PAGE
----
High-quality LED products normally come with a warranty period of five years or more, while their payback period is often less than three years. In buildings with extended operating schedules, the payback period of LED lighting can even be less than one year. Since the warranty period is typically longer than the payback period, LED lighting can be considered a safe investment. With a solid warranty, any lamps that fail are replaced for free.
LED lighting also leads to a slight reduction of air conditioning expenses during summer, since it emits less heat than older types of lighting. The same benefit applies when the lighting is upgraded to LED in a cold storage facility. The effect of one lamp may be small, but large commercial buildings may have thousands of them. Consider the following example:
- T8 fluorescent tubes are commonly used for office lighting, and 4-feet T8 tubes typically consume 32 watts each.
- LED versions of these tubes consume as little as 15 watts (the exact power rating depends on the manufacturer).
- Assuming 15W per tube, the difference in power consumption is only 17W. However, if 5,000 of them are replaced in a large commercial building, 85 kilowatts are saved.
- If these lamps operate for 2,200 hours per year, 85 kW of power savings translate into 187,000 kWh of energy savings. With an electricity price of 0.10 US$ per kWh, this is equivalent to savings of $18,700 per year.
LED versions of T8 tubes can now be obtained for less than $10 each, which means the upgrade above can be completed for less than $50,000. Based on the estimated savings, the payback period is less than three years.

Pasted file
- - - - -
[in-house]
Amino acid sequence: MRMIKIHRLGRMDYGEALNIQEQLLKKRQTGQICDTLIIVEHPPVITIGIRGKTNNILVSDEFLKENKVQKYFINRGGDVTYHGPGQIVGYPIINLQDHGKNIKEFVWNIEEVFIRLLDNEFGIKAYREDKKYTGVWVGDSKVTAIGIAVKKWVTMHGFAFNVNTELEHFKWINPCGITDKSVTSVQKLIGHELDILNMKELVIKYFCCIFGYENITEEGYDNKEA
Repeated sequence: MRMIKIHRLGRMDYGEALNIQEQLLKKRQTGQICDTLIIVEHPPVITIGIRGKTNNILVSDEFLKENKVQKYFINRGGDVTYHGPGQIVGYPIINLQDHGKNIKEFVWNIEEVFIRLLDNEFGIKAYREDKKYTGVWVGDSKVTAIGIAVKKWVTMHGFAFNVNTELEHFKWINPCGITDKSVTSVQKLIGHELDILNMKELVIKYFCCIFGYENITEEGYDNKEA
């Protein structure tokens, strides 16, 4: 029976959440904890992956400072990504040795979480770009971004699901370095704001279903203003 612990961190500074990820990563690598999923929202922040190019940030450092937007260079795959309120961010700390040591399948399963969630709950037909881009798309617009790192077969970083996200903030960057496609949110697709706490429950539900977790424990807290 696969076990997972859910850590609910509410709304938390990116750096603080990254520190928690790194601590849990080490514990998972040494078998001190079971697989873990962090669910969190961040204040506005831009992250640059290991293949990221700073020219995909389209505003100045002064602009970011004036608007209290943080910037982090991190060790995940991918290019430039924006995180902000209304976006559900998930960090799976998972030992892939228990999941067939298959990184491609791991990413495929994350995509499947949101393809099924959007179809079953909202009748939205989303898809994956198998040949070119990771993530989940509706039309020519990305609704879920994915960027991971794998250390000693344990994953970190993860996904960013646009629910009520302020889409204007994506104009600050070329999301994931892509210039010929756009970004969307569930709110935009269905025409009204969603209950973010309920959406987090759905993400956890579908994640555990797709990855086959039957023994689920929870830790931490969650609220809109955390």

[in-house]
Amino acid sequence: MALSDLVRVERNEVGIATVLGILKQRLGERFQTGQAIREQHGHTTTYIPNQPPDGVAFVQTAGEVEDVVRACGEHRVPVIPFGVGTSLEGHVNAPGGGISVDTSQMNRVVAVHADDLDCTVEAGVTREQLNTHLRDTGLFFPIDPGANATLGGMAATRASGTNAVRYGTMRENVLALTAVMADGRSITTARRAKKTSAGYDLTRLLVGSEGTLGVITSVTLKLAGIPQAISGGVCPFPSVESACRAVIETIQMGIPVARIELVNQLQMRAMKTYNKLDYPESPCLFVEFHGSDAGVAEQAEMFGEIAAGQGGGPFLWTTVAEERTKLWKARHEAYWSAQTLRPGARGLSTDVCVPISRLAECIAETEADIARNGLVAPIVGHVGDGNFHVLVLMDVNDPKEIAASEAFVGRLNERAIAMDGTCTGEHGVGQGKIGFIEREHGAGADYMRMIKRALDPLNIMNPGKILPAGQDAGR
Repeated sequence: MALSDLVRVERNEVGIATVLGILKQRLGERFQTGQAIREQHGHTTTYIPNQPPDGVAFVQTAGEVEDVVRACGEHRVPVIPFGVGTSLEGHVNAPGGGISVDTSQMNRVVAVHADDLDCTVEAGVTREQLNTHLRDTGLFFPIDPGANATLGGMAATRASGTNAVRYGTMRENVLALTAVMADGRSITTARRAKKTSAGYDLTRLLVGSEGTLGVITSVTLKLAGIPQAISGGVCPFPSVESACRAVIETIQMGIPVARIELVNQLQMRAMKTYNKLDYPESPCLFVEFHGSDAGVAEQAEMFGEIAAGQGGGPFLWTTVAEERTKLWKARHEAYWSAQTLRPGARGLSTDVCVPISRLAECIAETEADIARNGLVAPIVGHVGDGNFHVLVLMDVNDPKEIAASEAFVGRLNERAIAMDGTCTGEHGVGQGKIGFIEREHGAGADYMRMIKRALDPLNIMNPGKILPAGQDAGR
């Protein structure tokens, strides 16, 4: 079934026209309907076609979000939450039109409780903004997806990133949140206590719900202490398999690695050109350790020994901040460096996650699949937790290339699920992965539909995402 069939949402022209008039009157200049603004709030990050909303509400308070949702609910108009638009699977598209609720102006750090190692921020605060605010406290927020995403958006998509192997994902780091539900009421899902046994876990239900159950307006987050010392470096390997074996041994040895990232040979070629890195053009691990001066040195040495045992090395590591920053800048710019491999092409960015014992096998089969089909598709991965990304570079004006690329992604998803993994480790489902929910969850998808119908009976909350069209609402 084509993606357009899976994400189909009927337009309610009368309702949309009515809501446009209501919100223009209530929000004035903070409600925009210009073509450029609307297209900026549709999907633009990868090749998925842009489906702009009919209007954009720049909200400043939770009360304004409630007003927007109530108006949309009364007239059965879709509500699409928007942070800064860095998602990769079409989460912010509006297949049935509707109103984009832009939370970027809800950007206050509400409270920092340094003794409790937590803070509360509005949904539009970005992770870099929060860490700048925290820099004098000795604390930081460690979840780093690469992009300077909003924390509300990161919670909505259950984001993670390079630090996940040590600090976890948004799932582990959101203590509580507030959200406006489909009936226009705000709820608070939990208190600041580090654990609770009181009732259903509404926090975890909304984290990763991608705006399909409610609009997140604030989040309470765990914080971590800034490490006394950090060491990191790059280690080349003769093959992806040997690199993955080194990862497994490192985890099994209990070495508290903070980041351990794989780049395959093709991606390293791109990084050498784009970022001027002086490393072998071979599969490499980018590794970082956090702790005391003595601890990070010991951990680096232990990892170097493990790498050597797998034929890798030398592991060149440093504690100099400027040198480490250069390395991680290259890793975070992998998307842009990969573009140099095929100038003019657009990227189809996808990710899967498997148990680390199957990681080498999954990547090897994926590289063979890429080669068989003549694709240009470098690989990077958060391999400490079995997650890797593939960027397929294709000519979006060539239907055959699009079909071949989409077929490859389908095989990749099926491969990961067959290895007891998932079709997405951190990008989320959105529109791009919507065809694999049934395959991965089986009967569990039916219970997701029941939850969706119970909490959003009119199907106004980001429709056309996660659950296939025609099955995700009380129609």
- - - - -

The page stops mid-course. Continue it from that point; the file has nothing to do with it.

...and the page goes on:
Since the LED tubes provide equivalent lighting, most of the savings are due to reduced heat emission from the lighting system. These 85 kilowatts of power are not only subtracted from direct electricity consumption, but also from the cooling load of the air conditioning system. The lighting savings are known directly in this case, but energy modeling could be used to estimate the air conditioning savings as well. Even greater savings are possible if an LED lighting system is operated with smart controls:
- Occupancy sensors can be used to detect when lighting fixtures are on in an empty room. In these cases, they can be switched off automatically.
- Daylight sensors can be combined with dimming systems, to reduce the artificial lighting output in response to the available daylight. If a specific area of the building is getting enough lighting with daylight alone, the LED lamps can be switched off.
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Adding Automatic Controls to Existing Equipment
Many automatic controls have a superficial installation, which means they can be deployed with little disruption just like LED lamps. Automatic controls can also achieve a quick return on investment, since they use existing equipment more efficiently.
When automatic controls are used in HVAC systems, they can also improve indoor air quality while saving energy. For example, if the ventilation rate is controlled according to air quality measurements, less fan power is consumed when indoor air is clean. Depending on the time of the year, this also means having to cool or heat less outdoor air.
- The University of Toronto study found that ventilation optimizations can reduce heating and cooling costs by around 50%.
- The study mentions the case of a Texas university that reduced ventilation costs by 59%, cooling costs by 63%, and heating costs by 90%. The project also involved a major retrofit, but half of the savings were achieved with control adjustments only.